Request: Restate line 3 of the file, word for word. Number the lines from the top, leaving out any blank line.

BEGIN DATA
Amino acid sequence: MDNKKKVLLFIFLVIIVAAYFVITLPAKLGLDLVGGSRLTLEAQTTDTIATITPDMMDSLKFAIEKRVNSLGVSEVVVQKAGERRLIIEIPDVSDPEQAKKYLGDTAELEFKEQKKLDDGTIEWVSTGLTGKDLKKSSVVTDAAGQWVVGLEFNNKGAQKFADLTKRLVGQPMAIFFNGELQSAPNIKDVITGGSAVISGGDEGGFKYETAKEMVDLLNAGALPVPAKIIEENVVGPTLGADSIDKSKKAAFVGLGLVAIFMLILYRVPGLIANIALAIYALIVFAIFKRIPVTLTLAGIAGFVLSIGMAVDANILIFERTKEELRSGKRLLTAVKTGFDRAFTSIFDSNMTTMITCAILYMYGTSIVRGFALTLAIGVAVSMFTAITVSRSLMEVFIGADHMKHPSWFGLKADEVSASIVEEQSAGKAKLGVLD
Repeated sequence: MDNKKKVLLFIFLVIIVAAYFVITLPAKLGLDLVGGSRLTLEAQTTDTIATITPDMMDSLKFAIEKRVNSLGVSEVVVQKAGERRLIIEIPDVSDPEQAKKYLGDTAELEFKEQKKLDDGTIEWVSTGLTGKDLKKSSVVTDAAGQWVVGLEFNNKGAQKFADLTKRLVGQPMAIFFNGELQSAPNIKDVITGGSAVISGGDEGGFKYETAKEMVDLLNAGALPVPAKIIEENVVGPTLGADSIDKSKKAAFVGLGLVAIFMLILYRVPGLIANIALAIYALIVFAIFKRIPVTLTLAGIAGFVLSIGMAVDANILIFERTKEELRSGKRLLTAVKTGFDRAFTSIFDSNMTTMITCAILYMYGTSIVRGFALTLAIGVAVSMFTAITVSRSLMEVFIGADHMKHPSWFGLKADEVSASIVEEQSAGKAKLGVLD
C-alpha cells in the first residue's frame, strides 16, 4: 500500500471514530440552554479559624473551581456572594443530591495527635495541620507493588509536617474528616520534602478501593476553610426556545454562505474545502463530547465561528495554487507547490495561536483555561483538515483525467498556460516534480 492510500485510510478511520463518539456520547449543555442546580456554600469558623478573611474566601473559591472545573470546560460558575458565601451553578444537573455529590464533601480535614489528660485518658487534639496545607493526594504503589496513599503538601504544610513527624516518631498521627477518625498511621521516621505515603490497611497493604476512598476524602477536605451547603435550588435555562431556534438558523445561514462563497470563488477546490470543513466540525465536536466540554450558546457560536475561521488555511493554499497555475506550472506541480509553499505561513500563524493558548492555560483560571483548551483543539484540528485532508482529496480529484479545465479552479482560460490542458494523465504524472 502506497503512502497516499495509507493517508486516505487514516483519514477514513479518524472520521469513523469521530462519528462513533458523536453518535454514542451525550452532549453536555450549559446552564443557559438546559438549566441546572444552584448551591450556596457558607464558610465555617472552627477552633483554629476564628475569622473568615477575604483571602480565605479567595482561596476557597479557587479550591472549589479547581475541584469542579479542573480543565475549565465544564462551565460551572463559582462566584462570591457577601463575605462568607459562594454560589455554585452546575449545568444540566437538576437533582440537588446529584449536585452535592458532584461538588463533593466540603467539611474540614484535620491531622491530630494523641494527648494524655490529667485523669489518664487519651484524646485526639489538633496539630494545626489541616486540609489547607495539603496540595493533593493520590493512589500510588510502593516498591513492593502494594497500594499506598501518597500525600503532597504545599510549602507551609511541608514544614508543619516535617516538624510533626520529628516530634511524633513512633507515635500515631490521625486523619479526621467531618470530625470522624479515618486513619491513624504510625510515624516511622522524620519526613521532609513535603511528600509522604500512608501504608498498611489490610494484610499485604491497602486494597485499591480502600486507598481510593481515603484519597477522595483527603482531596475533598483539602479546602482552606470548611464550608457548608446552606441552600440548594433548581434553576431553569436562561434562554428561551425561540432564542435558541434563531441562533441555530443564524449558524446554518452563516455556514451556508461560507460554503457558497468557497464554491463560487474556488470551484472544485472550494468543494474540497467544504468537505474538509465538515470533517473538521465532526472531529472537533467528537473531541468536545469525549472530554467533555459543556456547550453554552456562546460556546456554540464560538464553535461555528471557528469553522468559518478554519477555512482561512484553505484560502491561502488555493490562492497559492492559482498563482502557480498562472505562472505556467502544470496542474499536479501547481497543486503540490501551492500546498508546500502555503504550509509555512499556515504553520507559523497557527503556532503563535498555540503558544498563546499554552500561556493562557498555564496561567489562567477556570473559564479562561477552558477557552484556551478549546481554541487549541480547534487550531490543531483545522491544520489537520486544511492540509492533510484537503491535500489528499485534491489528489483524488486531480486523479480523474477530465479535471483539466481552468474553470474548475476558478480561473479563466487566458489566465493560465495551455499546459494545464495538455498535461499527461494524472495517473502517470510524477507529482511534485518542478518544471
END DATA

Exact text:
C-alpha cells in the first residue's frame, strides 16, 4: 500500500471514530440552554479559624473551581456572594443530591495527635495541620507493588509536617474528616520534602478501593476553610426556545454562505474545502463530547465561528495554487507547490495561536483555561483538515483525467498556460516534480 492510500485510510478511520463518539456520547449543555442546580456554600469558623478573611474566601473559591472545573470546560460558575458565601451553578444537573455529590464533601480535614489528660485518658487534639496545607493526594504503589496513599503538601504544610513527624516518631498521627477518625498511621521516621505515603490497611497493604476512598476524602477536605451547603435550588435555562431556534438558523445561514462563497470563488477546490470543513466540525465536536466540554450558546457560536475561521488555511493554499497555475506550472506541480509553499505561513500563524493558548492555560483560571483548551483543539484540528485532508482529496480529484479545465479552479482560460490542458494523465504524472 502506497503512502497516499495509507493517508486516505487514516483519514477514513479518524472520521469513523469521530462519528462513533458523536453518535454514542451525550452532549453536555450549559446552564443557559438546559438549566441546572444552584448551591450556596457558607464558610465555617472552627477552633483554629476564628475569622473568615477575604483571602480565605479567595482561596476557597479557587479550591472549589479547581475541584469542579479542573480543565475549565465544564462551565460551572463559582462566584462570591457577601463575605462568607459562594454560589455554585452546575449545568444540566437538576437533582440537588446529584449536585452535592458532584461538588463533593466540603467539611474540614484535620491531622491530630494523641494527648494524655490529667485523669489518664487519651484524646485526639489538633496539630494545626489541616486540609489547607495539603496540595493533593493520590493512589500510588510502593516498591513492593502494594497500594499506598501518597500525600503532597504545599510549602507551609511541608514544614508543619516535617516538624510533626520529628516530634511524633513512633507515635500515631490521625486523619479526621467531618470530625470522624479515618486513619491513624504510625510515624516511622522524620519526613521532609513535603511528600509522604500512608501504608498498611489490610494484610499485604491497602486494597485499591480502600486507598481510593481515603484519597477522595483527603482531596475533598483539602479546602482552606470548611464550608457548608446552606441552600440548594433548581434553576431553569436562561434562554428561551425561540432564542435558541434563531441562533441555530443564524449558524446554518452563516455556514451556508461560507460554503457558497468557497464554491463560487474556488470551484472544485472550494468543494474540497467544504468537505474538509465538515470533517473538521465532526472531529472537533467528537473531541468536545469525549472530554467533555459543556456547550453554552456562546460556546456554540464560538464553535461555528471557528469553522468559518478554519477555512482561512484553505484560502491561502488555493490562492497559492492559482498563482502557480498562472505562472505556467502544470496542474499536479501547481497543486503540490501551492500546498508546500502555503504550509509555512499556515504553520507559523497557527503556532503563535498555540503558544498563546499554552500561556493562557498555564496561567489562567477556570473559564479562561477552558477557552484556551478549546481554541487549541480547534487550531490543531483545522491544520489537520486544511492540509492533510484537503491535500489528499485534491489528489483524488486531480486523479480523474477530465479535471483539466481552468474553470474548475476558478480561473479563466487566458489566465493560465495551455499546459494545464495538455498535461499527461494524472495517473502517470510524477507529482511534485518542478518544471